Steeple Bumpstead
Agricultural Discussion Society

Established 1929

Well! What a surprise! Someone has read my reports and they even missed them when they did not appear. I am very flattered and I felt I should acknowledge the compliment by returning to the keyboard. Farming is a cyclical business in many ways. We till the soil, sow the seed, nurture the crop with fertilizers and pesticides, and we harvest it before it all starts over again. Our financial fortunes also have a cycle of good times and bad times. This is a very irregular and unpredictable cycle like the heart monitor of a patient in intensive care. Most farmers must be born optimists because we plod on even though we have no idea how long it will be before profitability improves from it’s current, abysmal level. The programme for our society is similarly cyclical with the subjects that we cover – finance, environment, agronomy, machinery and general interest.

Each year the speakers are different but the subject are broadly similar and it is the speaker who adds his angle to the story. The earth shattering or innovative ideas come only occasionally. It is for this reason that I felt I had not got much to offer your magazine. Especially as I have to treat the subjects in a ‘broad brush’ way for a non-farming audience.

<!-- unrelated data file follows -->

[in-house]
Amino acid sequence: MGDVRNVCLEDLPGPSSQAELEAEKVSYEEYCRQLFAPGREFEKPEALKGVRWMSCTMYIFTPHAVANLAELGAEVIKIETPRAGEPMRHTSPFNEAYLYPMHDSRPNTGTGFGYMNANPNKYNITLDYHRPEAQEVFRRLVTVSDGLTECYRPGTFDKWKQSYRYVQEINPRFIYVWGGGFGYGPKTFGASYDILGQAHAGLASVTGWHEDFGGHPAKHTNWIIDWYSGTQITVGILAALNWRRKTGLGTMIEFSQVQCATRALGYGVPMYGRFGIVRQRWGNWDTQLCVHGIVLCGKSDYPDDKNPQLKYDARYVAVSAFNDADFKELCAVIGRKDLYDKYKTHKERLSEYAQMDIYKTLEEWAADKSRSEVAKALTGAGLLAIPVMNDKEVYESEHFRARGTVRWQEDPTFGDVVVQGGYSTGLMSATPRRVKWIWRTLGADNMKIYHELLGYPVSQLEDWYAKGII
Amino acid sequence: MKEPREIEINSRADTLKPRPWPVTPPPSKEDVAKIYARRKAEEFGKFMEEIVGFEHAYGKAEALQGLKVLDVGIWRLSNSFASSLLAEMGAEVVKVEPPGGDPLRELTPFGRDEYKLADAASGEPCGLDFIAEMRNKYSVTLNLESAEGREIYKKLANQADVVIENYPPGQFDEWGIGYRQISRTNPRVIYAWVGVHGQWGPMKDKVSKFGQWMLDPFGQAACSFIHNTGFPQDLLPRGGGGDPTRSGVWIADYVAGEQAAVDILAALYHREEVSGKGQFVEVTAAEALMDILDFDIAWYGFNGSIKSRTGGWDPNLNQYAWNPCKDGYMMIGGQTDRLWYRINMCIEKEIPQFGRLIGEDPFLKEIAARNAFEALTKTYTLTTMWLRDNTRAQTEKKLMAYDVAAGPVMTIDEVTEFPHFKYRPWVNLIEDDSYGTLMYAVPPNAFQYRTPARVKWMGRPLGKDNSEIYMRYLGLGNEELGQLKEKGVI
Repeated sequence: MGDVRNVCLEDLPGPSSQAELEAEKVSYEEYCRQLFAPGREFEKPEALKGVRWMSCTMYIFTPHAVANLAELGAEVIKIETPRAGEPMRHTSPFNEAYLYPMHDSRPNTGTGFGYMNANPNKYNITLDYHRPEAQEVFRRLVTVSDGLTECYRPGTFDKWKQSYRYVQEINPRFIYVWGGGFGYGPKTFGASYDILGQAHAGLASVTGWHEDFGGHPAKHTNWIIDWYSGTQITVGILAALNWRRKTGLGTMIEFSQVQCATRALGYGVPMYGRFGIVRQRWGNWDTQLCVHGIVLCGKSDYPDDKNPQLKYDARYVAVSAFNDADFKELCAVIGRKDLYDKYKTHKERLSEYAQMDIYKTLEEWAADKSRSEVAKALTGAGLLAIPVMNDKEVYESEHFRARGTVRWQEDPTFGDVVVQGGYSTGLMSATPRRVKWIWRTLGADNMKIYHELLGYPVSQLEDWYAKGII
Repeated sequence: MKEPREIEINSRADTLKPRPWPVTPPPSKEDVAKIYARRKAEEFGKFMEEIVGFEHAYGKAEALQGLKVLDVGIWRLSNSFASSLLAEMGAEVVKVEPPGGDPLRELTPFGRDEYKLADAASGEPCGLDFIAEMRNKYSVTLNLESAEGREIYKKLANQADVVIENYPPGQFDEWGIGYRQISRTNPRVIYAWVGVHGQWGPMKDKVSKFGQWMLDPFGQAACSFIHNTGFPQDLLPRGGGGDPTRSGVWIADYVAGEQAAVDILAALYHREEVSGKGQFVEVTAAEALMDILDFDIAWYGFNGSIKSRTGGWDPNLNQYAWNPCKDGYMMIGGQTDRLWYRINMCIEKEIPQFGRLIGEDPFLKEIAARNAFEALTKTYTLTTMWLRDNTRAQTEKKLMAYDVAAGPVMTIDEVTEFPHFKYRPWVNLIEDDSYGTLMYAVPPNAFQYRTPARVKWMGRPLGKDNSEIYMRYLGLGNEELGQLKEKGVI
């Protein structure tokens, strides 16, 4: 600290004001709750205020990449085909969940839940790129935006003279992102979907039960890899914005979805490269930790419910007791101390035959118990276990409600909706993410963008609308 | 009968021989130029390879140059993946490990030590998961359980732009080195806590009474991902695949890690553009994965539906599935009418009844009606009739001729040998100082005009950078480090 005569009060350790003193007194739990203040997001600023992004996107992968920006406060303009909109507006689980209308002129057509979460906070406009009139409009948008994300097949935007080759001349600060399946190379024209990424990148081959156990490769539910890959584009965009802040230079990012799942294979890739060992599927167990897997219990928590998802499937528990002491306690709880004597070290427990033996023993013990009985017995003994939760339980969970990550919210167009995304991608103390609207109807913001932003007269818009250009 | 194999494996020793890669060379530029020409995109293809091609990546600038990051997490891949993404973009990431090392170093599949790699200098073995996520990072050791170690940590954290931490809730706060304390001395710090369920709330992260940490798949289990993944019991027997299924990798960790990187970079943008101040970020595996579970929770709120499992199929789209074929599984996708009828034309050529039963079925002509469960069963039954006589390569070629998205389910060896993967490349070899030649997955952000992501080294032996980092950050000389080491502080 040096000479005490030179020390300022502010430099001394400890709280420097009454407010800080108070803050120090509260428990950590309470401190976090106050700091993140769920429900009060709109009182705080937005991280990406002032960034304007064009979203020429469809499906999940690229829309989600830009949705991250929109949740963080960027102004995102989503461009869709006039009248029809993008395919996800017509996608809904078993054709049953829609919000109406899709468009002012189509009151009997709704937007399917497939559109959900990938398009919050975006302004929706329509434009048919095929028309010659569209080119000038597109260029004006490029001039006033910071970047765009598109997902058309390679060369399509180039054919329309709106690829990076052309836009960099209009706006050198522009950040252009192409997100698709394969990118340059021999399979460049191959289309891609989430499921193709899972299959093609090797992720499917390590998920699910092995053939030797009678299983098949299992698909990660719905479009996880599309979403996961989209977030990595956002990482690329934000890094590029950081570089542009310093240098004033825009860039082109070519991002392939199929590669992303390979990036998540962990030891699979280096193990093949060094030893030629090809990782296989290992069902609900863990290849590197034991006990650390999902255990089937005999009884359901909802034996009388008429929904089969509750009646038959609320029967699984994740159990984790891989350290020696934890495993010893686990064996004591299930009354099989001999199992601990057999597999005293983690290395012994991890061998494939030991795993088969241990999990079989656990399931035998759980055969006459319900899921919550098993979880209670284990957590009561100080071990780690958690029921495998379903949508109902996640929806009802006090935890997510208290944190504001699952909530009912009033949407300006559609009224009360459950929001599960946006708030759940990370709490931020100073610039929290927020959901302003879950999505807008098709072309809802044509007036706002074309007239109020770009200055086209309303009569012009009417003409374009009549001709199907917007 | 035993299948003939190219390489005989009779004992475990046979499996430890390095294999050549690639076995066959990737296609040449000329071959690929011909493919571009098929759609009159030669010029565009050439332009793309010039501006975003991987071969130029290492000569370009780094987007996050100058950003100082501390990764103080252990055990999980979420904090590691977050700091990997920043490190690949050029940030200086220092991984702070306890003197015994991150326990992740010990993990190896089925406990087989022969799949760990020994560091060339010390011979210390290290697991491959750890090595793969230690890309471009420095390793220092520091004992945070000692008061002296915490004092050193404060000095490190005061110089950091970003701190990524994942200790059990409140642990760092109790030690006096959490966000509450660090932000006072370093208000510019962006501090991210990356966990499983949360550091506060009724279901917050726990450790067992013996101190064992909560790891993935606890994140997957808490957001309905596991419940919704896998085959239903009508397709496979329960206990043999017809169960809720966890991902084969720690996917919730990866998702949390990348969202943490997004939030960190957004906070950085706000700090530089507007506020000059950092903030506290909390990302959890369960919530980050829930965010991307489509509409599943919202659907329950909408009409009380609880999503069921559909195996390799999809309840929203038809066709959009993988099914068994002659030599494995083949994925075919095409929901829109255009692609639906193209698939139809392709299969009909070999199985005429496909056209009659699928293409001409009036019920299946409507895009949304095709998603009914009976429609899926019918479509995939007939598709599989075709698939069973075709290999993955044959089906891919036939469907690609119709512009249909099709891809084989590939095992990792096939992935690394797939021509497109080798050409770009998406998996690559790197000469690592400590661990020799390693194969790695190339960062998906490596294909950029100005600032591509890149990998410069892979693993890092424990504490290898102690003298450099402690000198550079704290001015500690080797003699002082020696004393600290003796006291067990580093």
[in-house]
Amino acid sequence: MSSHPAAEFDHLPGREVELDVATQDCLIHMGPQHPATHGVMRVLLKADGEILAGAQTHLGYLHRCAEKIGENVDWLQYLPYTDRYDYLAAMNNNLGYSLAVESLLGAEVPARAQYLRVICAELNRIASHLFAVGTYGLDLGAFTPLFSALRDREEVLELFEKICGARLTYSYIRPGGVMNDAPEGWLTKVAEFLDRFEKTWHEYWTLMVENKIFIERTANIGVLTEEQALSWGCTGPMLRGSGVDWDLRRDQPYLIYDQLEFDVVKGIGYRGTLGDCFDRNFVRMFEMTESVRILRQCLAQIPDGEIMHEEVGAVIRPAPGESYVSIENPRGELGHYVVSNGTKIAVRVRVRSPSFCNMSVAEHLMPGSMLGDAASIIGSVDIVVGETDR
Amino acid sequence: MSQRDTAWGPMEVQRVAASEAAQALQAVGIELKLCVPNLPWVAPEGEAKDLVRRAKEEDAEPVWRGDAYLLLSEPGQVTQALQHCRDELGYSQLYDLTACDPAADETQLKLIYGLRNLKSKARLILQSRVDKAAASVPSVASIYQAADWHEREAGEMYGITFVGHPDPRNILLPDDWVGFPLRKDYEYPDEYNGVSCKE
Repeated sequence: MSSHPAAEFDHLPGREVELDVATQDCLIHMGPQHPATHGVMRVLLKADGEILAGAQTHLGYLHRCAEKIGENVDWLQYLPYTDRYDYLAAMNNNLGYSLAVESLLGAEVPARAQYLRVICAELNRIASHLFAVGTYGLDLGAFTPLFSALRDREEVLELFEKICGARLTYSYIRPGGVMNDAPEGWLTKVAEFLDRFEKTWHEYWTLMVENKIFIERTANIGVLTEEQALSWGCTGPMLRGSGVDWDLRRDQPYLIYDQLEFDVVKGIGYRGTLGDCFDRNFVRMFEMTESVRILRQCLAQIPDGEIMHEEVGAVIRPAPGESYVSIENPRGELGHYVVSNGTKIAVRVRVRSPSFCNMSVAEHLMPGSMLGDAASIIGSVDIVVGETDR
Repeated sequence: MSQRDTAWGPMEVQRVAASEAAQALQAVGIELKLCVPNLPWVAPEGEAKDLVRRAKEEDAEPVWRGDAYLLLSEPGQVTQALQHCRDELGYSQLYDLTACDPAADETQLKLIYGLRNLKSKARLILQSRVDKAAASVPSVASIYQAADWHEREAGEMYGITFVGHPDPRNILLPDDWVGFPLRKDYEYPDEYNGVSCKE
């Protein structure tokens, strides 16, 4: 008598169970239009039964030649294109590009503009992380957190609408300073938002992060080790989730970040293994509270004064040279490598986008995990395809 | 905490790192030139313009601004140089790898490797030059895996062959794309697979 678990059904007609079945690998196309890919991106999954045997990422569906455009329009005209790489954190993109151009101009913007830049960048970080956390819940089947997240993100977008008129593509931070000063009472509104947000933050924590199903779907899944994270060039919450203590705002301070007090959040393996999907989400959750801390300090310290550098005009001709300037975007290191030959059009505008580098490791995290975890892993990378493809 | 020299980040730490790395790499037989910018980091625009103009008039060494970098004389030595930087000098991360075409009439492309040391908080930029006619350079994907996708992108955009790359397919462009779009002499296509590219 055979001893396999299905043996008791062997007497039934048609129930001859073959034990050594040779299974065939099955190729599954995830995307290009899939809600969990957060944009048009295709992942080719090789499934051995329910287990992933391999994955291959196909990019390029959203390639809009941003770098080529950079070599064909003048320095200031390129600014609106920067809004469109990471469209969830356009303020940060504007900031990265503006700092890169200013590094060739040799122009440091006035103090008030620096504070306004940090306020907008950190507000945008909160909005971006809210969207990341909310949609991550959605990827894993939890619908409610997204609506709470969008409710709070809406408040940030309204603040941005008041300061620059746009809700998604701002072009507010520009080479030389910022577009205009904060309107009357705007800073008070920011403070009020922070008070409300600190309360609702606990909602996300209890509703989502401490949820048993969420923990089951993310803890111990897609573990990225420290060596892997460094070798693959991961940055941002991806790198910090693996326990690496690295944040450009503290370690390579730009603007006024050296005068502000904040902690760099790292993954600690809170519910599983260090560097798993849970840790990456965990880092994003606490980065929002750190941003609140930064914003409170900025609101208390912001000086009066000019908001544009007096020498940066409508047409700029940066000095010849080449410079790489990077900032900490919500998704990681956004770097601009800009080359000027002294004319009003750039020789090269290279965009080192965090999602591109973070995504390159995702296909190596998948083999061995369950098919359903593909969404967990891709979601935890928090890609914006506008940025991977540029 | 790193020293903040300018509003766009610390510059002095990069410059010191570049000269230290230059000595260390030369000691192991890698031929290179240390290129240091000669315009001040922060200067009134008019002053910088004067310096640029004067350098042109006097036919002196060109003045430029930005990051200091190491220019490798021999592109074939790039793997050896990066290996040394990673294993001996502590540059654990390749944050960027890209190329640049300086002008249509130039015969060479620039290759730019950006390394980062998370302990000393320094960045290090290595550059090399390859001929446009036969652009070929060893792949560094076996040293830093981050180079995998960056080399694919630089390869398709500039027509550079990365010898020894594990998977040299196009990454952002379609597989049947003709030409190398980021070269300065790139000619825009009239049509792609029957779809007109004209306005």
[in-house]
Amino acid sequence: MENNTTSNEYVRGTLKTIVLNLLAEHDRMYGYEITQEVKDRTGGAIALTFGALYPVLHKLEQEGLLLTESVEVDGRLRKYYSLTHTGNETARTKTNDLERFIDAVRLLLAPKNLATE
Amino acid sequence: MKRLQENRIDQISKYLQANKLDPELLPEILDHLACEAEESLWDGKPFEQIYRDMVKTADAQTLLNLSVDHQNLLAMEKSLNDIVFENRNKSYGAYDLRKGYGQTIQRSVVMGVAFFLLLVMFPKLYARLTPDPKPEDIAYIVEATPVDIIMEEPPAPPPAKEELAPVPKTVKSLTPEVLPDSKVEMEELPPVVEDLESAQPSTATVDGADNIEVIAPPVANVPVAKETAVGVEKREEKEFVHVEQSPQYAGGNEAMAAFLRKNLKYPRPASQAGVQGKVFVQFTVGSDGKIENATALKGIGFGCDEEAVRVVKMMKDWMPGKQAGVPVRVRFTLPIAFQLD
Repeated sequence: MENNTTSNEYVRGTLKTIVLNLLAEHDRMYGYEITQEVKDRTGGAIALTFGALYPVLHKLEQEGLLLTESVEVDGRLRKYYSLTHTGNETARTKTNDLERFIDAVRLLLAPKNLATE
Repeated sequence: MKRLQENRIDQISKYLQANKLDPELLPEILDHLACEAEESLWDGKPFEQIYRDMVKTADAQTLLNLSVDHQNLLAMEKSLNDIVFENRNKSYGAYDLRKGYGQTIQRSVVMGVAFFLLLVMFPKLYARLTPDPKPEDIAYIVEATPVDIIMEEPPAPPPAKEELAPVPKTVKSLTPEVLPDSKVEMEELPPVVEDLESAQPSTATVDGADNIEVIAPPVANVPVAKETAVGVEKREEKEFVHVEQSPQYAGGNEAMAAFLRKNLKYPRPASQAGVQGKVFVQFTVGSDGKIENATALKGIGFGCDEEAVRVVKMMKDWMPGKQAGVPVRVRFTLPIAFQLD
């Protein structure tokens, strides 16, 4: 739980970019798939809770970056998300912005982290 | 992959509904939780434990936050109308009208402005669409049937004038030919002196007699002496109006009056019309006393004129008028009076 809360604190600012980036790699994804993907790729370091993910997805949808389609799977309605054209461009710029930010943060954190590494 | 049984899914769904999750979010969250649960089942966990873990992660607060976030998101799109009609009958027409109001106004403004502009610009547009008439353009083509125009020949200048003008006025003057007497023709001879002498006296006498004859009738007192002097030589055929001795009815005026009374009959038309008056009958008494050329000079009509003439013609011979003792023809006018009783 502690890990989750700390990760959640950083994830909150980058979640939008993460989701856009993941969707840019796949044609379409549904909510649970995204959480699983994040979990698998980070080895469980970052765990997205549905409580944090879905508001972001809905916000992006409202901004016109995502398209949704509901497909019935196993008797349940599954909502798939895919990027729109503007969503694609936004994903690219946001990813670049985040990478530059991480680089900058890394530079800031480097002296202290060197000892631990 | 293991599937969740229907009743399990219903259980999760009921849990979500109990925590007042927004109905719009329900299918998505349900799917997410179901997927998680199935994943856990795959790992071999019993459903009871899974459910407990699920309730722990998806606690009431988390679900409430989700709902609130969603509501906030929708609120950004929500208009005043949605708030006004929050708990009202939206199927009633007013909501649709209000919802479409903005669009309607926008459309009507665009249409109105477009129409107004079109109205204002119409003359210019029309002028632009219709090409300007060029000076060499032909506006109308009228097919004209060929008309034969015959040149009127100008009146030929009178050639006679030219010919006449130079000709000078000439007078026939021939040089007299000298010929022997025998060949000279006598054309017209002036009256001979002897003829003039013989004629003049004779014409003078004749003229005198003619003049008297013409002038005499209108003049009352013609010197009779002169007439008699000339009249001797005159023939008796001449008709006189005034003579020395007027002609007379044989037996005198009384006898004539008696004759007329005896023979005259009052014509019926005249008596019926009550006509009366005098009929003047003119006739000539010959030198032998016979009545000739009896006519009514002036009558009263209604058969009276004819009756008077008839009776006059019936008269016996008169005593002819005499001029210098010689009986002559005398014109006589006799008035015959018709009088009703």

I hope I do not sound as if I am bored by it all because I have been very impressed by our speakers this year. In January when Mike May was telling us about the ‘state of play’ on GM crops we had one of those rare insights into an innovation that was to appear on the front page of the national press a fortnight later about their work with GM sugar beet and how it is possible to let more weeds grow to maturity between the rows of beet confident in the knowledge that they can be taken out with Round-up after they have provided an improved environment for farmland birds but before they cause yield loss in the crop. Of course this does not mean that GM crops are the answer to an environmentalist’s prayers, but it does show that they are a tool, and like all tools, if used well, they can benefit us all.

A member of the audience also brought up the national press when we had Gary Markham telling us about the financial pitfalls that should be avoided when restructuring or diversifying a farm business. The article in a Sunday paper told about a farmer’s wife who had diversified by joining the oldest profession (yes the one that is even older than farming) and was earning £120 per hour. This caused great amusement and discussion about the earning potential of our wives and whether we would have to pay tax on the money.As you may have guessed our members are a very good-natured bunch and we do not take things too seriously.

Hopefully the cycle is still cycling and it has not flat-lined like the heart monitor .

Stephen Graves (Secretary)



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